The applicant's long-term aims are to continue studies on calcium signaling, excitation-contraction (EC) coupling, and the dependence of these processes on energy metabolism in cardiac muscle.
The specific aims are to study ventricular cells from rabbits and mice (including cardiac-specific sodium-calcium exchanger knock-out mice) to: 1) investigate calcium signaling and EC coupling in remodeled cells from the peri-infarct zone in rabbits. This will include an assessment of whether loss of L-type calcium channel function can account for failure of EC coupling and whether significant alterations in the 3-dimensional structure and spatial distribution of transverse-tubules, ryanodine and dihydropyridine receptors are involved in the failure of these cells;2) investigate the effect of metabolic inhibition on the function and structure of couplons in rabbit ventricular myocytes. This will include a measurement of the minimum number of L-type calcium channels in a couplon and the way that metabolic inhibition affects their function. In particular, alterations in calcium spark and spike formation and cellular micro-architecture of the transverse-tubule system as a cause of the functional loss of couplons during metabolic inhibition will be considered;3) study the resistance of sodium-calcium exchanger knock-out mice to metabolic stress. This will include an investigation of the hypothesis that metabolic inhibition prevents activation of reverse sodium-calcium exchange in wild-type mice, resulting in disruption of the calcium-induced calcium release mechanism of EC coupling. In contrast, it is hypothesized that sodium-calcium exchanger knock-out mice do not require sodium-calcium exchange for EC coupling and are therefore resistant to the effects of metabolic inhibition. The consequences of inhibiting sodium-calcium exchange activation on calcium spike latency will be examined. These experiments are, among other things, designed to explain the importance of diadic cleft calcium in the trigger process. Methods include measuring calcium spike probabilities and their latency distributions in rabbits and mice before and after treatment with metabolic inhibitors or controlled myocardial infarction. In addition the methods include recently developed procedures for reconstructing the 3-dimensional architecture of the transverse-tubule system and the 3- dimensional distribution of ryanodine and dihydropyridine receptors in peri-infarct cells and cells treated with metabolic inhibitors.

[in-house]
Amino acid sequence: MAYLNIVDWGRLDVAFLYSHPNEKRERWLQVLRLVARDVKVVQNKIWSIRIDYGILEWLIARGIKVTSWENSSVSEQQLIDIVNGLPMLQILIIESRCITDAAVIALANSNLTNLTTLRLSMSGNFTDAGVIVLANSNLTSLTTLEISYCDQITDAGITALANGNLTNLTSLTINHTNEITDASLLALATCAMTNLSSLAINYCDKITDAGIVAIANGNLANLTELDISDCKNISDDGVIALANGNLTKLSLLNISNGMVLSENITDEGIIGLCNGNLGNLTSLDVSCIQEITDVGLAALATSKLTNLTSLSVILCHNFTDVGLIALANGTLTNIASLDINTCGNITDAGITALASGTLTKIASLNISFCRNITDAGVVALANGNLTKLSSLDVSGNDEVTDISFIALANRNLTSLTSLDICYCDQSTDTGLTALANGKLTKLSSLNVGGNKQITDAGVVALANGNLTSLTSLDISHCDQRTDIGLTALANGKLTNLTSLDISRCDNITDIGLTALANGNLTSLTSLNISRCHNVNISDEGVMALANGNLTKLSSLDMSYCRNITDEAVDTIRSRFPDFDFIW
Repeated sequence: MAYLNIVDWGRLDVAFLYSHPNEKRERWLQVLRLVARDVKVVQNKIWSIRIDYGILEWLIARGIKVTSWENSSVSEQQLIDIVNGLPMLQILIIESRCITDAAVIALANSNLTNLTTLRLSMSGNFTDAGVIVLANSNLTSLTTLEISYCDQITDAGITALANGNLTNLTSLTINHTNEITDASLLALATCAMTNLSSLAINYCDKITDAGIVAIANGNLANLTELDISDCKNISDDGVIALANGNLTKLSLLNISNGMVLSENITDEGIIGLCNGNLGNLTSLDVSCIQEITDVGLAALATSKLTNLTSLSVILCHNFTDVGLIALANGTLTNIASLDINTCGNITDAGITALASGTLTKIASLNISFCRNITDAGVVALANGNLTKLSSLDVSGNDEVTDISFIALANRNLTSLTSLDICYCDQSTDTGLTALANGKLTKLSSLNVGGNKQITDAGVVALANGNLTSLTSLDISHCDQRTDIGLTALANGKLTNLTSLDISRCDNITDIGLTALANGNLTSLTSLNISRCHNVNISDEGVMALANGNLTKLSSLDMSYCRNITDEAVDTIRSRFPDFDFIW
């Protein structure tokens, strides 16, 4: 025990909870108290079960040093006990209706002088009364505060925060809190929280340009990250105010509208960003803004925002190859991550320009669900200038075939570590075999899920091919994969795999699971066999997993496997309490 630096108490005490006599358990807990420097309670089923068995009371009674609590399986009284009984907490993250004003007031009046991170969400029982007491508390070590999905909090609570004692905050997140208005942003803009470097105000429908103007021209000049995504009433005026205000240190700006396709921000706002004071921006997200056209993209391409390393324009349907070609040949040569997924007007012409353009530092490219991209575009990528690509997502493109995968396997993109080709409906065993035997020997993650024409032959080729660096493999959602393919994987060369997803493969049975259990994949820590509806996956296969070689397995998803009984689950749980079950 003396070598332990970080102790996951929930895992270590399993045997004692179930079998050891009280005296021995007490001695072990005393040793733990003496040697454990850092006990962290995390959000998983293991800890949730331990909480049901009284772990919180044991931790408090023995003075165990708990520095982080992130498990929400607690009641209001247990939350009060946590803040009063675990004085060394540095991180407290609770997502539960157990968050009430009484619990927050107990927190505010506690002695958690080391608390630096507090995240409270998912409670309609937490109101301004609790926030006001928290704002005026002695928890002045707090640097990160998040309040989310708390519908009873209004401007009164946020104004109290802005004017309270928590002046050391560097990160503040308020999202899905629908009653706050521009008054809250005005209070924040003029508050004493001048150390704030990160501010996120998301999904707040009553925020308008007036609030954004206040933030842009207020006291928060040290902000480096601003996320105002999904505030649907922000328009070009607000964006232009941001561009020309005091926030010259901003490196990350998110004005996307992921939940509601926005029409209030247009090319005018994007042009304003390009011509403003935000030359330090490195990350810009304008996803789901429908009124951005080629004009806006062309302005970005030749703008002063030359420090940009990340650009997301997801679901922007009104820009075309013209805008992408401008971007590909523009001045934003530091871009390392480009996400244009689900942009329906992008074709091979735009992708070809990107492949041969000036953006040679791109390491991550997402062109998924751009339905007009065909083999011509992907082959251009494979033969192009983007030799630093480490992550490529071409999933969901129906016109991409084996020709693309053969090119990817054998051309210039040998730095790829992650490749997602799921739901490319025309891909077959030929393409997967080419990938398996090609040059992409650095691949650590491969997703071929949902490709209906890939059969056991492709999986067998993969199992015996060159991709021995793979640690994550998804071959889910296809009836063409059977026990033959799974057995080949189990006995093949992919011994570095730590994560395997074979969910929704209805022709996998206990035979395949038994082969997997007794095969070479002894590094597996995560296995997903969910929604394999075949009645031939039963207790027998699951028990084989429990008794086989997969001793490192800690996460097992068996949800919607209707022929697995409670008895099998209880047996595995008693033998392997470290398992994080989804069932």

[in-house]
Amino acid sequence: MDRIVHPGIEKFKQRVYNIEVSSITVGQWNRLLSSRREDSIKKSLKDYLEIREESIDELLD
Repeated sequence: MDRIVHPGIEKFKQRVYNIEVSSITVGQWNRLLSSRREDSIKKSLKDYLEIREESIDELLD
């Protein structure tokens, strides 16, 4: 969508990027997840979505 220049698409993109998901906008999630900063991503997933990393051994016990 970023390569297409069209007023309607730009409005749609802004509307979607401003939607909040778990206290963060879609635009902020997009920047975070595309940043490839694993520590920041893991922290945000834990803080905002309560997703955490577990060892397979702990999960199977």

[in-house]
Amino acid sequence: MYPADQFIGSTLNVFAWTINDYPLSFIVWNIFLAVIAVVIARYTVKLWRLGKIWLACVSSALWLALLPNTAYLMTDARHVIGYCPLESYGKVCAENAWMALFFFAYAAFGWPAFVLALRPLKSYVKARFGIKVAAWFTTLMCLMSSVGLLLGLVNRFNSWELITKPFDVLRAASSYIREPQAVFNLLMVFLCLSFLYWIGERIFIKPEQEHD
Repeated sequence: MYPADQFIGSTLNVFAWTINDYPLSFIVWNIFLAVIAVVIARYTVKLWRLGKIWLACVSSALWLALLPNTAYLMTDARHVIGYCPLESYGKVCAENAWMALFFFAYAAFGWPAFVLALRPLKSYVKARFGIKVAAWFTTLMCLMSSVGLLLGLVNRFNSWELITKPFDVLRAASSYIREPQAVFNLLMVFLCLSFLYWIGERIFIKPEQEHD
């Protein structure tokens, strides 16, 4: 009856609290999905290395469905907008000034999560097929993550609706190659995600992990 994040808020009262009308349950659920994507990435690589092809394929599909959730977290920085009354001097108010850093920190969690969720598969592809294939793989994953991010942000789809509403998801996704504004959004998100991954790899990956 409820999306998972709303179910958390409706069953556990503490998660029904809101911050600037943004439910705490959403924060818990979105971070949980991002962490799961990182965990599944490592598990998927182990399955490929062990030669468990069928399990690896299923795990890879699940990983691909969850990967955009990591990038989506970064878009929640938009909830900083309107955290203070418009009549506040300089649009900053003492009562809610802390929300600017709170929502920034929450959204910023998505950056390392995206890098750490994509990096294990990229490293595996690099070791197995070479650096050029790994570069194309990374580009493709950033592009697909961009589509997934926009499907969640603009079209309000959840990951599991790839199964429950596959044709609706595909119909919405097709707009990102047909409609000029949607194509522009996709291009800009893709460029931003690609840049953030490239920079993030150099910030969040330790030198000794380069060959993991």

Public Health Relevance

The investigators are studying the basic aspects of heart muscle contraction using single heart cells. The purpose of this work is to determine the exact mechanisms responsible for weakening of the heart muscle during heart attacks and in patients with heart failure. This will lead to new therapeutic strategies for preserving heart muscle function, thereby reducing the incidence of heart failure.

National Institute of Health (NIH)
National Heart, Lung, and Blood Institute (NHLBI)
Research Project (R01)
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Study Section
Cardiac Contractility, Hypertrophy, and Failure Study Section (CCHF)
Program Officer
Lathrop, David A
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Cedars-Sinai Medical Center
Los Angeles
United States
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Torres, Natalia S; Sachse, Frank B; Izu, Leighton T et al. (2014) A modified local control model for Ca2+ transients in cardiomyocytes: junctional flux is accompanied by release from adjacent non-junctional RyRs. J Mol Cell Cardiol 68:1-11
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Pott, Christian; Henderson, Scott A; Goldhaber, Joshua I et al. (2007) Na+/Ca2+ exchanger knockout mice: plasticity of cardiac excitation-contraction coupling. Ann N Y Acad Sci 1099:270-5

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